What Do the Dates on Food Packages Mean?

By , SparkPeople Blogger
When you go to the grocery store, you probably check several labels and tags. First, you check the shelf price tag and look for any specials. You might also compare the cost per ounce, which is also listed on the shelf tag. Many of us check the nutrition facts label as well.

But what about the dates on the packages you select? Do you check those, too? Why not? Is it because you don’t know what they really mean? If so, you're not alone.

We know that by law, food labels must be truthful. That said, there are many loopholes in labeling. Manufacturers can't lie to you about nutrition and ingredients, but they can easily mislead you into thinking something is healthier than it really is.

The dates on the packaging can confuse you, too, if you don’t know what they really mean.

Here are some general guidelines for interpreting dates on food packages:

Best if used by, freshness or quality assurance dates typically refer to flavor and quality--not necessarily to food safety. If foods are eaten by the date listed, the product will have maximum nutrients and peak flavor.

A sell by or pull date is mainly a recommendation for store management. Related to recommended shelf life, this date provides direction for shelf rotation and removal from shelves. It's not an indication that the food “goes bad” after the stated date. Even perishable products retain their flavor and freshness for an additional few days to a week after the date listed. Expired products don't have to be removed from shelves. In fact, they are often sold both in grocery stores and at closeout stores past those recommended dates.

Usually when we shop, we can take first pick at products, so select the latest date available.

Pack or package dates tell us when a food was packaged but don't guarantee safety or freshness. (For example, the born on date initiated by Anheuser-Busch claims that its beer tastes best within 110 days of this date.) Coded dates are something many of us pay little attention to until we hear of a food recall. These series of letters, numbers or a combination of the two indicates the batch of origination for the item. This number helps manufacturers and consumers track down products in case of a recall.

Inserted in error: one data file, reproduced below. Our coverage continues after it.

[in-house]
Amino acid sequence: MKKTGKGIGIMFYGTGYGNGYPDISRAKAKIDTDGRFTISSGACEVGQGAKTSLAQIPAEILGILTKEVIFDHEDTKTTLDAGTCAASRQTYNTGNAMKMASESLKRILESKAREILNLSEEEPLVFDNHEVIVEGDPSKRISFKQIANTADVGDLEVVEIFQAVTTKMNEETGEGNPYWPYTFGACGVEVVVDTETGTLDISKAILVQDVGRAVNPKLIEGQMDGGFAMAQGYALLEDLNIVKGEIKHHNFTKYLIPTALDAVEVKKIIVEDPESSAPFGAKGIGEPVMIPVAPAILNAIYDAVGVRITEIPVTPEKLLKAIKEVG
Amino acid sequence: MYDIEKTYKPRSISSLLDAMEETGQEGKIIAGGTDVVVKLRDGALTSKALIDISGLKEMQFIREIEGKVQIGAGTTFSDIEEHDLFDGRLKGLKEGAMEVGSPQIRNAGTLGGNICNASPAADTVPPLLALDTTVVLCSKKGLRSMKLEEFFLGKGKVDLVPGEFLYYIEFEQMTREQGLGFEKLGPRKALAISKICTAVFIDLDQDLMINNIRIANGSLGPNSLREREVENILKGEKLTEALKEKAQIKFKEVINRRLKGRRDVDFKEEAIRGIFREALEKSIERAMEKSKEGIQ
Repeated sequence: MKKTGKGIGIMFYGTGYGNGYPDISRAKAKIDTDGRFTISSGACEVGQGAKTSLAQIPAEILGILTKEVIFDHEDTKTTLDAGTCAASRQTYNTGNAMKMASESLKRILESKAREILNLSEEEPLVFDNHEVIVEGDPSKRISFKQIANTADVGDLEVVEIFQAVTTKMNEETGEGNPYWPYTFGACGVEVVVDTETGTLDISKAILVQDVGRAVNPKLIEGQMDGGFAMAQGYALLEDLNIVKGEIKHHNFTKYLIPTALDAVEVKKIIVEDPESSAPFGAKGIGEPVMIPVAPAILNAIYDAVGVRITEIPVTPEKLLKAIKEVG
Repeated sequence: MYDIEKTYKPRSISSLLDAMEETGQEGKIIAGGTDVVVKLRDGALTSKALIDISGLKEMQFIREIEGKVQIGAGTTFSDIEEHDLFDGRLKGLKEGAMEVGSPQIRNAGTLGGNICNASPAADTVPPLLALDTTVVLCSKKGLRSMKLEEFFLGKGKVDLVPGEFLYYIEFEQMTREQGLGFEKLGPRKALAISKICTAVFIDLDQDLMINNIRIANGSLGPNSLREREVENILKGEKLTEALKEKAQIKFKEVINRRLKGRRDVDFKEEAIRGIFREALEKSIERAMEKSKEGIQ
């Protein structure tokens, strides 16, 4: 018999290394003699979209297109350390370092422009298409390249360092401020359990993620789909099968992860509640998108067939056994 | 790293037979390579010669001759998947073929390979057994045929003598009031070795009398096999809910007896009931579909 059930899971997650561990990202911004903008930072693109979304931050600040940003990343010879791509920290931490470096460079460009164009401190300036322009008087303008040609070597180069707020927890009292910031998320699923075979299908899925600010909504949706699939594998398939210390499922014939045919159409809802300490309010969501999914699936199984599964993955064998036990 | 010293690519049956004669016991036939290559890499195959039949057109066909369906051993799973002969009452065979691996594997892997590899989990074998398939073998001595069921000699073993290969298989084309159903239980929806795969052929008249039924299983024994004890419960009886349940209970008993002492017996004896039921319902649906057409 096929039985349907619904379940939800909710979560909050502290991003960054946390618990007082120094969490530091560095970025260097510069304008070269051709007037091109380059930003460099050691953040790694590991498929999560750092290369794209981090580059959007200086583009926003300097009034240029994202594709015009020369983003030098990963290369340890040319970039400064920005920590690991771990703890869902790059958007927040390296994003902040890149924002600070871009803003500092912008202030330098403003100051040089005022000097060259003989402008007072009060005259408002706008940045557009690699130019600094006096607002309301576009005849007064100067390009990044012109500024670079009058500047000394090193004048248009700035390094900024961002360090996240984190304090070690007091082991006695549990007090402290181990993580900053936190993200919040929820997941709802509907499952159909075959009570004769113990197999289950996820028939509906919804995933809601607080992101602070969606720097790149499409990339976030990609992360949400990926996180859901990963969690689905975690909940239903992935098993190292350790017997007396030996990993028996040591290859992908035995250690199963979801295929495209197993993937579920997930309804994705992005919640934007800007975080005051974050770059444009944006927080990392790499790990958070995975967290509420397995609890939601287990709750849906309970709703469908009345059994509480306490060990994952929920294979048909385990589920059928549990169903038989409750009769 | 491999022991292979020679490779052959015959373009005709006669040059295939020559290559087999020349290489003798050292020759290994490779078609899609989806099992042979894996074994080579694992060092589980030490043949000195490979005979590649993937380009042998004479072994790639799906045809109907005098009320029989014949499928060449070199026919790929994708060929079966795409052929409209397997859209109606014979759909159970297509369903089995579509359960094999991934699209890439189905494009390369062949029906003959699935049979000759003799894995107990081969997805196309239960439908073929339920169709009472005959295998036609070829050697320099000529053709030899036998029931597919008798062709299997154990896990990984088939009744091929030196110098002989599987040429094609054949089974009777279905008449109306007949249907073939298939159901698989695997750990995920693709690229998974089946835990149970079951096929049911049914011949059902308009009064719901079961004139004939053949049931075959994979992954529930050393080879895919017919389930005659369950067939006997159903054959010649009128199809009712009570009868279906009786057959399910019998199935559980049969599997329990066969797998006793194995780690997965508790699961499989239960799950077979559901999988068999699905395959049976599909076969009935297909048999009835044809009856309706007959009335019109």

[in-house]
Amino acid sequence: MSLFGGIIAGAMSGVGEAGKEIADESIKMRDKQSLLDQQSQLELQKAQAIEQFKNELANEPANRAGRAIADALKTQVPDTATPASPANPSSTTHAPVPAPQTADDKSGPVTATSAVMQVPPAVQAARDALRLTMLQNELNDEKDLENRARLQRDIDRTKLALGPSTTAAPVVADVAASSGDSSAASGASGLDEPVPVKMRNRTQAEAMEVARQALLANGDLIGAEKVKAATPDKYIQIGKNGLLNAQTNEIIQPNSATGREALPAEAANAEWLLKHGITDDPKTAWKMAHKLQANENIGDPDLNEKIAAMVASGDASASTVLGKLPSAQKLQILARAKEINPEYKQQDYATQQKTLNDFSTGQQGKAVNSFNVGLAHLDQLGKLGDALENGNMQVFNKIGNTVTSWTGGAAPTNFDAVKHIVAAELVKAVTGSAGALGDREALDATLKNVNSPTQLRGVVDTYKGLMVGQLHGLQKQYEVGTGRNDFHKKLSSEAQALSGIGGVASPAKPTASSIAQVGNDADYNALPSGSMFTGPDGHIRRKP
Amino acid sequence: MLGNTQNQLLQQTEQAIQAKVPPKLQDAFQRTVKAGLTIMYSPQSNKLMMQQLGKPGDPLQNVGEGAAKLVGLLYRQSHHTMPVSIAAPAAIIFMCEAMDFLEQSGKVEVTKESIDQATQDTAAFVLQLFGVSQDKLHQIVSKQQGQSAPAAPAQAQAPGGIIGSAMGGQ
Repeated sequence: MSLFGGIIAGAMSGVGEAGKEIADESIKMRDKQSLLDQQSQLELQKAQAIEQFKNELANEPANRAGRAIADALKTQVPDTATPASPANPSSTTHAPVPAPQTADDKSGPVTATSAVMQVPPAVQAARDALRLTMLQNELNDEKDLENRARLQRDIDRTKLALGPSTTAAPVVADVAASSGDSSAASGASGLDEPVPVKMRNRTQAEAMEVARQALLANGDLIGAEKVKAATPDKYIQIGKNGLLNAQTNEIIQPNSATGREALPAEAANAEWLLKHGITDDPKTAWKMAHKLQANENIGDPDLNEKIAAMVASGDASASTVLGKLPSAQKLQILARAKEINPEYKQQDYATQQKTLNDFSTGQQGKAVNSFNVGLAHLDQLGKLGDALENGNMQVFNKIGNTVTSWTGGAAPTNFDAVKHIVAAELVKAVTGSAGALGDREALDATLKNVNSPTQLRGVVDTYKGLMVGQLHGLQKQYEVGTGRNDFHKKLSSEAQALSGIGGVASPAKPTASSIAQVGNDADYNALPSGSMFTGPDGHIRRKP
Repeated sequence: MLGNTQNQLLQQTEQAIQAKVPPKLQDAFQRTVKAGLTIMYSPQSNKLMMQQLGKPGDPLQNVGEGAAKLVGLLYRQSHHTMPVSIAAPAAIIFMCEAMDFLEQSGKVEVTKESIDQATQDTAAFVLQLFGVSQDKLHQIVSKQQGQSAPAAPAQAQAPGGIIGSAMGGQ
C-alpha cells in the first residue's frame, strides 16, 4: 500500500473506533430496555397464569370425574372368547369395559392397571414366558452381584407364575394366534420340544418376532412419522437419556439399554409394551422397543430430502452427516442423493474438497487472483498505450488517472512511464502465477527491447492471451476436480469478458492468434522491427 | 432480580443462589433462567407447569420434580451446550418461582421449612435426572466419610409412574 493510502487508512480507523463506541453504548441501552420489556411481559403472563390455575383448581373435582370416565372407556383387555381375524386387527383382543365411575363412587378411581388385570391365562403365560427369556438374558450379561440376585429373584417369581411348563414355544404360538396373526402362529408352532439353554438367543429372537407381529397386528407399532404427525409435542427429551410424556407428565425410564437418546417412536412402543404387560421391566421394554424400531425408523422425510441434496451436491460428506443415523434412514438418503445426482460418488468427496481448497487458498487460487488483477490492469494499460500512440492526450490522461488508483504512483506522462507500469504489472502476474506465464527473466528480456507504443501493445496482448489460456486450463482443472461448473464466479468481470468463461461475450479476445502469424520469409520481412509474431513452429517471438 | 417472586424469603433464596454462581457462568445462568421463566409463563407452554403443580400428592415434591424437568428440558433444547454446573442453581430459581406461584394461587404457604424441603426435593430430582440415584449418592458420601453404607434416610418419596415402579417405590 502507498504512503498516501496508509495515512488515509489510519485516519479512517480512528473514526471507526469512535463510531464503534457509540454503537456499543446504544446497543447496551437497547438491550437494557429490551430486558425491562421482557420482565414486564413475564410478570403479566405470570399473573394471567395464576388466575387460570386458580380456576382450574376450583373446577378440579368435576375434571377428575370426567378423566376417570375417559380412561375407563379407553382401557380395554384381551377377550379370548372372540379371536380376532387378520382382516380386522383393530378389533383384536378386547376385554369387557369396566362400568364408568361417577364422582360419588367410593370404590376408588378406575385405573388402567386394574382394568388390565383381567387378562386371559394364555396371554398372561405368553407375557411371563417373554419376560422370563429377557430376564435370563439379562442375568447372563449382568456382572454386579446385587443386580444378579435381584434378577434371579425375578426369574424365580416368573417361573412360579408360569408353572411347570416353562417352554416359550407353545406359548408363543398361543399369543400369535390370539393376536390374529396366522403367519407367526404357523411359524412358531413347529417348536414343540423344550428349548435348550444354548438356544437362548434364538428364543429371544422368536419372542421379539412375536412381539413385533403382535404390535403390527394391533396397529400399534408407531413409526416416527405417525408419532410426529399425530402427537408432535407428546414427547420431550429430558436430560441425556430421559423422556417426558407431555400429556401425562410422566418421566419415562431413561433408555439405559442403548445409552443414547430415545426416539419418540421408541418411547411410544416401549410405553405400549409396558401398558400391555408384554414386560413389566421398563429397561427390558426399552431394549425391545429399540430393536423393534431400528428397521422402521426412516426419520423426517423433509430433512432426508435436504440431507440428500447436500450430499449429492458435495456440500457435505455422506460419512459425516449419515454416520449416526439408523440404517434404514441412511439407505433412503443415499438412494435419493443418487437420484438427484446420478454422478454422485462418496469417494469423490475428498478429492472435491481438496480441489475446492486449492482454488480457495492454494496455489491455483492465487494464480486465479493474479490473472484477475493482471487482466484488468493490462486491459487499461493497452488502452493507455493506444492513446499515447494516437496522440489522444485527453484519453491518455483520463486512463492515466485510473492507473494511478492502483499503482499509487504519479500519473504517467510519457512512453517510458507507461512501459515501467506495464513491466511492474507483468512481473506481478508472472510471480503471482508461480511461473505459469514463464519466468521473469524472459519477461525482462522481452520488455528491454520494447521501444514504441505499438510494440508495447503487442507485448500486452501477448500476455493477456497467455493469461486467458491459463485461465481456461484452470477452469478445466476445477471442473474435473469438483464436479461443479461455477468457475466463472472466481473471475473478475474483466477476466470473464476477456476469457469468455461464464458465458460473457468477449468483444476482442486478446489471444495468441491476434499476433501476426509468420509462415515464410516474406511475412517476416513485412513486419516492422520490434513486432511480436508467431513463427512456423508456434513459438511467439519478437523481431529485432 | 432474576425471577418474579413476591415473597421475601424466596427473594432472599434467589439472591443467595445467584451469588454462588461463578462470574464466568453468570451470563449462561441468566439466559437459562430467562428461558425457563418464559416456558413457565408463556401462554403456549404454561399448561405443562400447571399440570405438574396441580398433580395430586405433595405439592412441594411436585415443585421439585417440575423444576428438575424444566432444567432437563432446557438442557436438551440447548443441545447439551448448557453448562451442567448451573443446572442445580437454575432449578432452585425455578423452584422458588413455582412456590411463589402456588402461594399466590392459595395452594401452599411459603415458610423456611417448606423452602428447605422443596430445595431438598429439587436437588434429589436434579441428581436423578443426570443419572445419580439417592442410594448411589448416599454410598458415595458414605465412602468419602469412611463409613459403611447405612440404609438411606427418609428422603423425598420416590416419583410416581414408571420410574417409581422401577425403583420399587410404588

A use by or an expiration date is the date you will want to pay the most attention to because food should not be consumed after this date in most cases.

Here are some tips to help ensure the foods in your fridge and pantry are fresh and safe for your family.

  • Be sure to keep an eye on the dates on baking mixes. The dehydrated fats used can turn rancid.
  • Many canned foods will last for a year on your shelf if they are maintained at a temperature of 65 degrees F or less. Higher temperatures reduce the shelf life. A few foods such as fruit juices, peppers, sauerkraut, green beans and tomato products should be eaten within six months.
  • Never use any canned foods that do not look or smell right when you open them.
  • Leftover foods should be refrigerated in sealed containers and eaten within three days.
  • Once any package has been opened, the date on the package no longer applies and the item should be used immediately or refrigerated and used within several days.
  • Avoid purchasing cans that are bulging or oozing cans, which may indicate contamination. While slightly dented cans many times are perfectly fine, avoid purchasing them if the dent is around the lip of the can, which can affect the seal.
  • Review this handy guide from Real Simple.

How much attention do you pay to the dates that are on the products you purchase?

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I ALWAYS make sure I do not get dented cans, especially dents at the seal. My mom taught me that one early on in life and unless I drop the can, do not take anything dented EVER just to be on the safe side.

I didn't know those differences in best before or expiration dates though. Good to know :) Report
I have to be honest! I rarely check the dates on items but only because I can't go into grocery stores alone so have to go whenever someone is available to go with me then it's rush rush rush. But, I DO make sure I pull the milk, 1/2 and 1/2 from the BACK of the row because after having these products pour out as BLOB BLOB BLOB and not being able to take them back, I make sure to reach for the last ones. Report